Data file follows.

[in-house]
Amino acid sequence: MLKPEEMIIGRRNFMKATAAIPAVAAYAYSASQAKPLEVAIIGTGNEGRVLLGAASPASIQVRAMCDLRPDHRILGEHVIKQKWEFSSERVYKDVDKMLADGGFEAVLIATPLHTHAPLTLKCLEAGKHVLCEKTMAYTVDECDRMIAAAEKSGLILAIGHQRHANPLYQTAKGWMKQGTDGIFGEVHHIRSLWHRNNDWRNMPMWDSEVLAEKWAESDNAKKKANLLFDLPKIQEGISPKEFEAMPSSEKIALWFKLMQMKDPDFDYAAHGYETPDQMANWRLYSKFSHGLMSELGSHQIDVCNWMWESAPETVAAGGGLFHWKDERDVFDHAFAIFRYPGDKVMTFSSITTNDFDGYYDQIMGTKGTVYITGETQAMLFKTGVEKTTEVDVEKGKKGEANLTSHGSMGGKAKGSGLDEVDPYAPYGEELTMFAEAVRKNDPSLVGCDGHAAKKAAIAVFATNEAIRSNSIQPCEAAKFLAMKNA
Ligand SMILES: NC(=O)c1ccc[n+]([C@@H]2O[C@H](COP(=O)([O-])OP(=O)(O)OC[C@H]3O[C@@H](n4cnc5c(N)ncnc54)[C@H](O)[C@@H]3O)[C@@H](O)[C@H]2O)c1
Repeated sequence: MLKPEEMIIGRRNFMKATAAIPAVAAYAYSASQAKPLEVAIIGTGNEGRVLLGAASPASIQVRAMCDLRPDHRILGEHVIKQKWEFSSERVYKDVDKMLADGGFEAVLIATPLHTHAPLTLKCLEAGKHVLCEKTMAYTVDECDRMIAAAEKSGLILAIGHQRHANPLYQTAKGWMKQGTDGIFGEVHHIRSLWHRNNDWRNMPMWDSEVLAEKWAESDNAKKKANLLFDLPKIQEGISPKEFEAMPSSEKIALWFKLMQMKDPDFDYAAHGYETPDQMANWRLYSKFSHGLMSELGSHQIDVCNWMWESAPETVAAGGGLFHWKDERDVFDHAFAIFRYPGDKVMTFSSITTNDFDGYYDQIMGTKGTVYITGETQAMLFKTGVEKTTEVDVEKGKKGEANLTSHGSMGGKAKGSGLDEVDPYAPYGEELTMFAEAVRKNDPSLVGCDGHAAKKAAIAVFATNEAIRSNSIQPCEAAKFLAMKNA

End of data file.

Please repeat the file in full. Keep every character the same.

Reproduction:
[in-house]
Amino acid sequence: MLKPEEMIIGRRNFMKATAAIPAVAAYAYSASQAKPLEVAIIGTGNEGRVLLGAASPASIQVRAMCDLRPDHRILGEHVIKQKWEFSSERVYKDVDKMLADGGFEAVLIATPLHTHAPLTLKCLEAGKHVLCEKTMAYTVDECDRMIAAAEKSGLILAIGHQRHANPLYQTAKGWMKQGTDGIFGEVHHIRSLWHRNNDWRNMPMWDSEVLAEKWAESDNAKKKANLLFDLPKIQEGISPKEFEAMPSSEKIALWFKLMQMKDPDFDYAAHGYETPDQMANWRLYSKFSHGLMSELGSHQIDVCNWMWESAPETVAAGGGLFHWKDERDVFDHAFAIFRYPGDKVMTFSSITTNDFDGYYDQIMGTKGTVYITGETQAMLFKTGVEKTTEVDVEKGKKGEANLTSHGSMGGKAKGSGLDEVDPYAPYGEELTMFAEAVRKNDPSLVGCDGHAAKKAAIAVFATNEAIRSNSIQPCEAAKFLAMKNA
Ligand SMILES: NC(=O)c1ccc[n+]([C@@H]2O[C@H](COP(=O)([O-])OP(=O)(O)OC[C@H]3O[C@@H](n4cnc5c(N)ncnc54)[C@H](O)[C@@H]3O)[C@@H](O)[C@H]2O)c1
Repeated sequence: MLKPEEMIIGRRNFMKATAAIPAVAAYAYSASQAKPLEVAIIGTGNEGRVLLGAASPASIQVRAMCDLRPDHRILGEHVIKQKWEFSSERVYKDVDKMLADGGFEAVLIATPLHTHAPLTLKCLEAGKHVLCEKTMAYTVDECDRMIAAAEKSGLILAIGHQRHANPLYQTAKGWMKQGTDGIFGEVHHIRSLWHRNNDWRNMPMWDSEVLAEKWAESDNAKKKANLLFDLPKIQEGISPKEFEAMPSSEKIALWFKLMQMKDPDFDYAAHGYETPDQMANWRLYSKFSHGLMSELGSHQIDVCNWMWESAPETVAAGGGLFHWKDERDVFDHAFAIFRYPGDKVMTFSSITTNDFDGYYDQIMGTKGTVYITGETQAMLFKTGVEKTTEVDVEKGKKGEANLTSHGSMGGKAKGSGLDEVDPYAPYGEELTMFAEAVRKNDPSLVGCDGHAAKKAAIAVFATNEAIRSNSIQPCEAAKFLAMKNA